Govt should take action on U Wirathu hate speech, Saffron monk urges


YANGON — Notorious nationalist leader U Wirathu’s controversial public statements were threatening both Buddhism and Myanmar and action should be taken to prevent further speeches, a Buddhist monk has warned.

Ashin Issariya, also known as Min Thunnya, urged Buddhist monks across the country to dissociate themselves from Wirathu’s activities, saying his pronouncements were contrary to Buddhism.

At issue, Ashin Issariya said, was Wirathu’s exaltation of U Kyi Lin and his accomplices, who together conspired to assassinate government advisor U Ko Ni in January 2017.

“Likening killers to the very holy Buddha is equal to insulting Buddhism,” he told journalists at a Sunday press conference in Thingangyun Township. “We’ve found many young monks following him, echoing his position — that a monk can abuse in this manner, a monk can support killings like that, and a monk can agitate like that.”

Support more independent journalism like this. Sign up to be a Frontier member.

Wirathu has long been one of the most recognisable faces of the hardline Buddhist nationalist movement in Myanmar, establishing a reputation as a firebrand anti-Islam monastic leader.

Last year, the State Sangha Committee ordered a one-year preaching ban for Wirathu after the monk made public statements supporting the assassination of Ko Ni, a Muslim.

Despite threats of criminal prosecution, Wirathu has regularly skirted the ban, which is due to expire of March 9.

In August, days after militant attacks in northern Rakhine State prompted the massive crackdown on the area’s Muslim population and sent nearly 700,000 refugees across the border to Bangladesh, Wirathu headlined a public rally in downtown Yangon to demand martial law in Maungdaw District.

Ashin Issariya was one of the principal organisers of the widespread civil unrest against the former military regime in 2007, known internationally as the Saffron Revolution. In the aftermath, as authorities defrocked, detained and jailed hundreds of monks involved in that year’s protests, he was forced into hiding and relocated to the Thai border town of Mae Sot.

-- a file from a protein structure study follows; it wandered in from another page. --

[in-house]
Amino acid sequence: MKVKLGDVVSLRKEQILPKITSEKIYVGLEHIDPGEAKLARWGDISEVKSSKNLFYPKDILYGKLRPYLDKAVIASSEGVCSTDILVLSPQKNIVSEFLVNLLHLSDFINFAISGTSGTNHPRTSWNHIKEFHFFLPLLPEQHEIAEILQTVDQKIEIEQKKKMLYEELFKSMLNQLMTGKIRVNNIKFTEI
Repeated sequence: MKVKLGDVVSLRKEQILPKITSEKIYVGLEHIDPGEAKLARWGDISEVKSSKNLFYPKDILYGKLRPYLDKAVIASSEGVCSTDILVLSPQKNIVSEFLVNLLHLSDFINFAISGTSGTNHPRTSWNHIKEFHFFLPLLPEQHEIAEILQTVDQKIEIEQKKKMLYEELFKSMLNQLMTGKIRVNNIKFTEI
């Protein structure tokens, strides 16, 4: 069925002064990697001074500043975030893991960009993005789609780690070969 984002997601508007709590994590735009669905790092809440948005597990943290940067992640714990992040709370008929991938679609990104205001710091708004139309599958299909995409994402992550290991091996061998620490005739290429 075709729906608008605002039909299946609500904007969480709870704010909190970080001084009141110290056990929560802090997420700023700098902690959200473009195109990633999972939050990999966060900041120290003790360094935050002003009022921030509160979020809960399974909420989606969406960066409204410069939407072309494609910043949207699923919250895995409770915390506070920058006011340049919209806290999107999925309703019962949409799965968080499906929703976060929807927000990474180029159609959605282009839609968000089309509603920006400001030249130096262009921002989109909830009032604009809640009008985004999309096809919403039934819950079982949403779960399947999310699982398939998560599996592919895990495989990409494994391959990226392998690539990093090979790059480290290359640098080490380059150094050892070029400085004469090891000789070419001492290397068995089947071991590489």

Along with other members of the “Anti-Adhamma Committee”, a Saffron-linked monastic group formed to combat what it considers “unlawful” Buddhist doctrine, Ashin Issariya had been slated to address a press conference at the offices of the Myanmar Journalist Network in Kyauktada Township on Sunday.

Before the event began, a group of around 50 monks and lay supporters of U Wirathu had arrived in advance, forcing the press conference to relocate across town.

More stories

Latest Issue

Stories in this issue
Myanmar enters 2021 with more friends than foes
The early delivery of vaccines is one of the many boons of the country’s geopolitics, but to really take advantage, Myanmar must bury the legacy of its isolationist past.
Will the Kayin BGF go quietly?
The Kayin State Border Guard Force has come under intense pressure from the Tatmadaw over its extensive, controversial business interests and there’s concern the ultimatum could trigger fresh hostilities in one of the country’s most war-torn areas.

Support our independent journalism and get exclusive behind-the-scenes content and analysis

Stay on top of Myanmar current affairs with our Daily Briefing and Media Monitor newsletters.

Sign up for our Frontier Fridays newsletter. It’s a free weekly round-up featuring the most important events shaping Myanmar